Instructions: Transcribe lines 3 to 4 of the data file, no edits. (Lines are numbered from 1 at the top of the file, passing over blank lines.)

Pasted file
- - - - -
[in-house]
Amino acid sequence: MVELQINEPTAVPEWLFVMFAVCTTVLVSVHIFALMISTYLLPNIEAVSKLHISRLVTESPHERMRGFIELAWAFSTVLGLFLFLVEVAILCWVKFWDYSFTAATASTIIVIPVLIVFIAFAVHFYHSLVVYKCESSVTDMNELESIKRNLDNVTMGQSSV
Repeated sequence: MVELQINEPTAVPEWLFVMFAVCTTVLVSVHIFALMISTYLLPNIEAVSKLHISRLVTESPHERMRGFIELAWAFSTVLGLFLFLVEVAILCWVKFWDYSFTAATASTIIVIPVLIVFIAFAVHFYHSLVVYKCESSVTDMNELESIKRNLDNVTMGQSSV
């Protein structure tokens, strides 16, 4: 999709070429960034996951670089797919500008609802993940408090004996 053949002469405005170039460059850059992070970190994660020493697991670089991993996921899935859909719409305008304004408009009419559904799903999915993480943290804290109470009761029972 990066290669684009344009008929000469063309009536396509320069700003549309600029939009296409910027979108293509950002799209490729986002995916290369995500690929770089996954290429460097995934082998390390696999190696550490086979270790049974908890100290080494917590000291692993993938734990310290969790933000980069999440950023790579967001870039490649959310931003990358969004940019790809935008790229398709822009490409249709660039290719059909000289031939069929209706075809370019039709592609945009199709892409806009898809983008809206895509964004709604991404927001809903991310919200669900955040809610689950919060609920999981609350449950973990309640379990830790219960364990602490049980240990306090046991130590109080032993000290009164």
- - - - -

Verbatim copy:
Repeated sequence: MVELQINEPTAVPEWLFVMFAVCTTVLVSVHIFALMISTYLLPNIEAVSKLHISRLVTESPHERMRGFIELAWAFSTVLGLFLFLVEVAILCWVKFWDYSFTAATASTIIVIPVLIVFIAFAVHFYHSLVVYKCESSVTDMNELESIKRNLDNVTMGQSSV
């Protein structure tokens, strides 16, 4: 999709070429960034996951670089797919500008609802993940408090004996 053949002469405005170039460059850059992070970190994660020493697991670089991993996921899935859909719409305008304004408009009419559904799903999915993480943290804290109470009761029972 990066290669684009344009008929000469063309009536396509320069700003549309600029939009296409910027979108293509950002799209490729986002995916290369995500690929770089996954290429460097995934082998390390696999190696550490086979270790049974908890100290080494917590000291692993993938734990310290969790933000980069999440950023790579967001870039490649959310931003990358969004940019790809935008790229398709822009490409249709660039290719059909000289031939069929209706075809370019039709592609945009199709892409806009898809983008809206895509964004709604991404927001809903991310919200669900955040809610689950919060609920999981609350449950973990309640379990830790219960364990602490049980240990306090046991130590109080032993000290009164």